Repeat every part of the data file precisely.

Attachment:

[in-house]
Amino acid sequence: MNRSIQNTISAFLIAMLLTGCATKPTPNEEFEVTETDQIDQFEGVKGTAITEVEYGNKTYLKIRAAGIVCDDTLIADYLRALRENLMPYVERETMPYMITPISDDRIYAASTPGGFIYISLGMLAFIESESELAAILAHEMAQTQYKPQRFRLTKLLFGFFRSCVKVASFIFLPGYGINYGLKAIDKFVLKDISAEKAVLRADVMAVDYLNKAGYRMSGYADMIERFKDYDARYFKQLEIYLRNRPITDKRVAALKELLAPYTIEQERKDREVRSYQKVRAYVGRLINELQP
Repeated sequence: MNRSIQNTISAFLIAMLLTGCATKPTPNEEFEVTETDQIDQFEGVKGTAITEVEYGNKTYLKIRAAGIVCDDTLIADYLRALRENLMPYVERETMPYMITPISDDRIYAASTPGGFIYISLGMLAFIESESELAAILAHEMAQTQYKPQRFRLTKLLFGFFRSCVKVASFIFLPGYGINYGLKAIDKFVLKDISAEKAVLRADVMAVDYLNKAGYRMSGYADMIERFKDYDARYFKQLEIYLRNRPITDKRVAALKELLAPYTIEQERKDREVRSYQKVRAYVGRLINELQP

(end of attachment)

[in-house]
Amino acid sequence: MNRSIQNTISAFLIAMLLTGCATKPTPNEEFEVTETDQIDQFEGVKGTAITEVEYGNKTYLKIRAAGIVCDDTLIADYLRALRENLMPYVERETMPYMITPISDDRIYAASTPGGFIYISLGMLAFIESESELAAILAHEMAQTQYKPQRFRLTKLLFGFFRSCVKVASFIFLPGYGINYGLKAIDKFVLKDISAEKAVLRADVMAVDYLNKAGYRMSGYADMIERFKDYDARYFKQLEIYLRNRPITDKRVAALKELLAPYTIEQERKDREVRSYQKVRAYVGRLINELQP
Repeated sequence: MNRSIQNTISAFLIAMLLTGCATKPTPNEEFEVTETDQIDQFEGVKGTAITEVEYGNKTYLKIRAAGIVCDDTLIADYLRALRENLMPYVERETMPYMITPISDDRIYAASTPGGFIYISLGMLAFIESESELAAILAHEMAQTQYKPQRFRLTKLLFGFFRSCVKVASFIFLPGYGINYGLKAIDKFVLKDISAEKAVLRADVMAVDYLNKAGYRMSGYADMIERFKDYDARYFKQLEIYLRNRPITDKRVAALKELLAPYTIEQERKDREVRSYQKVRAYVGRLINELQP